Evident in the above quote is a clear correlation between cultural expectations of sustaining life through resuscitation. Within the context of EoLC, a link was established between the idea of no treatment and no resuscitation; as a result, EoLC was being conceptualised as a way of abandoning the dying relatives. These findings lend support to existing research that, amongst Chinese patients and families, making a decision for the complete withdrawal of resuscitative measures was deemed unacceptable, due to the existing filial obligations; as a result, basic life support medications were still commonly given regardless of resuscitation status [49, 50]. End of life care was being conceptualised/perceived as a form of abandonment of the dying, contrasting the external cultural beliefs held by the people in Macao. The formation of this misconception is, as seen through the prism of moral liability, essentially embracing the opposite values to those of curative care. Findings of the current study show that most EoLC misconceptions stemming from the opposite values of curative care, are related to the context of inpatient EoLC.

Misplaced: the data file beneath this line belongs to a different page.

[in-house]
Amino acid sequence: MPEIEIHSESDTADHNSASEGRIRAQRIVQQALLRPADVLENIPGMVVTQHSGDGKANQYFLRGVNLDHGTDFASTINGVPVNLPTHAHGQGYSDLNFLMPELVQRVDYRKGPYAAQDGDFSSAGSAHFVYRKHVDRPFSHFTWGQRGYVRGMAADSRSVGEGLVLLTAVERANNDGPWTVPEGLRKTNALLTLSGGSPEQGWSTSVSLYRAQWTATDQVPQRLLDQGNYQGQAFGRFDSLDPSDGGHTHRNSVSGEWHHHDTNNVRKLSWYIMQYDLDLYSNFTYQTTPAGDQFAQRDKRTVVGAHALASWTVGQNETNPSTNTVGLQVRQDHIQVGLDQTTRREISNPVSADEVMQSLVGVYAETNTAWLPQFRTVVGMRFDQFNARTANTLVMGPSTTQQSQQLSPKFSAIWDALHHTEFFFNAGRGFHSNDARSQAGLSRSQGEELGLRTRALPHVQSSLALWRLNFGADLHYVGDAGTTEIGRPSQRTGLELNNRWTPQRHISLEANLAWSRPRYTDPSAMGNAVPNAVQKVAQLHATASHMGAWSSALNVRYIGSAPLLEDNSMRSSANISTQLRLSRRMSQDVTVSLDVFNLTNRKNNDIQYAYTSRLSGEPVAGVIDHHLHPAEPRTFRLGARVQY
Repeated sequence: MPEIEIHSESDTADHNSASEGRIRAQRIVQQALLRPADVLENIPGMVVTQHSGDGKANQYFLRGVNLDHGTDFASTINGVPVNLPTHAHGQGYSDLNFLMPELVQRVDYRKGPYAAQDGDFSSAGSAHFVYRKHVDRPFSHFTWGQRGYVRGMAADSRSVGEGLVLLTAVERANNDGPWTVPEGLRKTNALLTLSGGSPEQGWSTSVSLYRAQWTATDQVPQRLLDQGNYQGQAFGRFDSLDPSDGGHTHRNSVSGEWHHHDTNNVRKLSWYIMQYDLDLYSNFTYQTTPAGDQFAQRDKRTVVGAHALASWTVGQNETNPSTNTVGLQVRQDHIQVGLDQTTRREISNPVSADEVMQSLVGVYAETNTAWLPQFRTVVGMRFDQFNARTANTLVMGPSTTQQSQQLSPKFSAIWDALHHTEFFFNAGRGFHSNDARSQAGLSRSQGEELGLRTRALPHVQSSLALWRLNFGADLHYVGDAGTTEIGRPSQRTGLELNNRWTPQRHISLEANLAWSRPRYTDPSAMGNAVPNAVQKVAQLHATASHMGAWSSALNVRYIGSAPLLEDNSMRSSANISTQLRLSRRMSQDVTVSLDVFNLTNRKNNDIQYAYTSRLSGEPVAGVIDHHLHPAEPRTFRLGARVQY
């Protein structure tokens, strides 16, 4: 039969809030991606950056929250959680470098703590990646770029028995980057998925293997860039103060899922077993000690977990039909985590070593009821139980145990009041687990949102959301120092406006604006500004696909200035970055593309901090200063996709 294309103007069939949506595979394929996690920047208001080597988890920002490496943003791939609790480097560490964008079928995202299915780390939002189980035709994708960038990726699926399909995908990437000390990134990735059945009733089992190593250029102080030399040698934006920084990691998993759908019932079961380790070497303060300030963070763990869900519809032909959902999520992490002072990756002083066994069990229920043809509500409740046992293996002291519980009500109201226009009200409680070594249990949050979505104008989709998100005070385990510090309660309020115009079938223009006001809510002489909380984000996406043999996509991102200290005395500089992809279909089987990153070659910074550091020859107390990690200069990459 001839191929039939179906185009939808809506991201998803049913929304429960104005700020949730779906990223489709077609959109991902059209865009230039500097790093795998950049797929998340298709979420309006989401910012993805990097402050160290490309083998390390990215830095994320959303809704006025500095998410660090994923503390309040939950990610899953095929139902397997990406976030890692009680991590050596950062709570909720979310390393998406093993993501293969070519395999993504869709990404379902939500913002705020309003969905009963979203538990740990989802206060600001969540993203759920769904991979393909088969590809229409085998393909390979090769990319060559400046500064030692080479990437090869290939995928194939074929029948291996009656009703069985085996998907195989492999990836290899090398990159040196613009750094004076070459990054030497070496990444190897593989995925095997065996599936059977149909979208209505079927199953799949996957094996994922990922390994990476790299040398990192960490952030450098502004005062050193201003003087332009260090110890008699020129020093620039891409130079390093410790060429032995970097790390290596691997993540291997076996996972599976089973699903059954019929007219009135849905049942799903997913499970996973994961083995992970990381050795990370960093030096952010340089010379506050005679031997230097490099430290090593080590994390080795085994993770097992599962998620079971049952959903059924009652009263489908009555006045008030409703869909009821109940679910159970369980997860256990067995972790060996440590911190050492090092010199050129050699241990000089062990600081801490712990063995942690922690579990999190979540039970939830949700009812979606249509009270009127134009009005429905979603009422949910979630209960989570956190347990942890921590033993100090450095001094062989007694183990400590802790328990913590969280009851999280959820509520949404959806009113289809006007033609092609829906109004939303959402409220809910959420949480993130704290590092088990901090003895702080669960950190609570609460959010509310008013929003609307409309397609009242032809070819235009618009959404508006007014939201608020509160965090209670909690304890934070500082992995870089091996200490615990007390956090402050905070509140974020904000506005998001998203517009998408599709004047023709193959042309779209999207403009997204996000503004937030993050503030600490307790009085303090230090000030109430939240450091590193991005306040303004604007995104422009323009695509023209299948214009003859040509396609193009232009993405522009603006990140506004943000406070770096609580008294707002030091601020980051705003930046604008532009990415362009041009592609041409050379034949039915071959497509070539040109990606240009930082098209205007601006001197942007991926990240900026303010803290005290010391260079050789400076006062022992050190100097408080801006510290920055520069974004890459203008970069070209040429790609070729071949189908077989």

“Also, they didn't want to feel as if they have now come to the end and have to go to (the hospice) at the last moment of their lives. So, for them, they would perhaps choose to go to the hospital ward. Some people have asked to be transferred back to the hospital ward after coming into the hospice.” (Nursing education developer)

As the above extract suggests, EoLC is conceptualised as a place where death is certain, whereas curative care is the more hopeful alternative. Furthermore, EoLC is also being seen as a failure, as illustrated by the quote below; hence, some people may choose to go back to curative care.

They reject the hospice and what it has to offer. As I said before, they see that by going into the hospice, it symbolises failure. Complete utter failure and by that it means accepting death.” (Community EoLC developer)